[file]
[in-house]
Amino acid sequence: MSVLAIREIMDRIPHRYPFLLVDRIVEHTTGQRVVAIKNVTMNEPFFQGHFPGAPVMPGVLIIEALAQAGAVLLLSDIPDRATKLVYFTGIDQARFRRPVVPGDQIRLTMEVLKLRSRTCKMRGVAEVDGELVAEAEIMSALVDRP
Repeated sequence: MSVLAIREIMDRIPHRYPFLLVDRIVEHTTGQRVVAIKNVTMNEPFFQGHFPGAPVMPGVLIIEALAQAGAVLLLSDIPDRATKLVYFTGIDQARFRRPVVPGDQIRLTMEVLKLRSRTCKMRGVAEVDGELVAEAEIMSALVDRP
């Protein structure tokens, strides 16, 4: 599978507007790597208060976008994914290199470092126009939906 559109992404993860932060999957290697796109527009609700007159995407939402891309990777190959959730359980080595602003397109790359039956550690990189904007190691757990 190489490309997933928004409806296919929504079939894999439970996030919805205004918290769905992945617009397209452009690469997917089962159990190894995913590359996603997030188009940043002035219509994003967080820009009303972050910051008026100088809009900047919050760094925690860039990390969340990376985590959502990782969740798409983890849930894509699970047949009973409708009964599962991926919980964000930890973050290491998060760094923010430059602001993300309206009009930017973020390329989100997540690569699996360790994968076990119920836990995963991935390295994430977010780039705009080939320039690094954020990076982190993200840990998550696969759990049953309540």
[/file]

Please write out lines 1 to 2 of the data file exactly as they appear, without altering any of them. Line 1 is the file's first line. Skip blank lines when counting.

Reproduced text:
[in-house]
Amino acid sequence: MSVLAIREIMDRIPHRYPFLLVDRIVEHTTGQRVVAIKNVTMNEPFFQGHFPGAPVMPGVLIIEALAQAGAVLLLSDIPDRATKLVYFTGIDQARFRRPVVPGDQIRLTMEVLKLRSRTCKMRGVAEVDGELVAEAEIMSALVDRP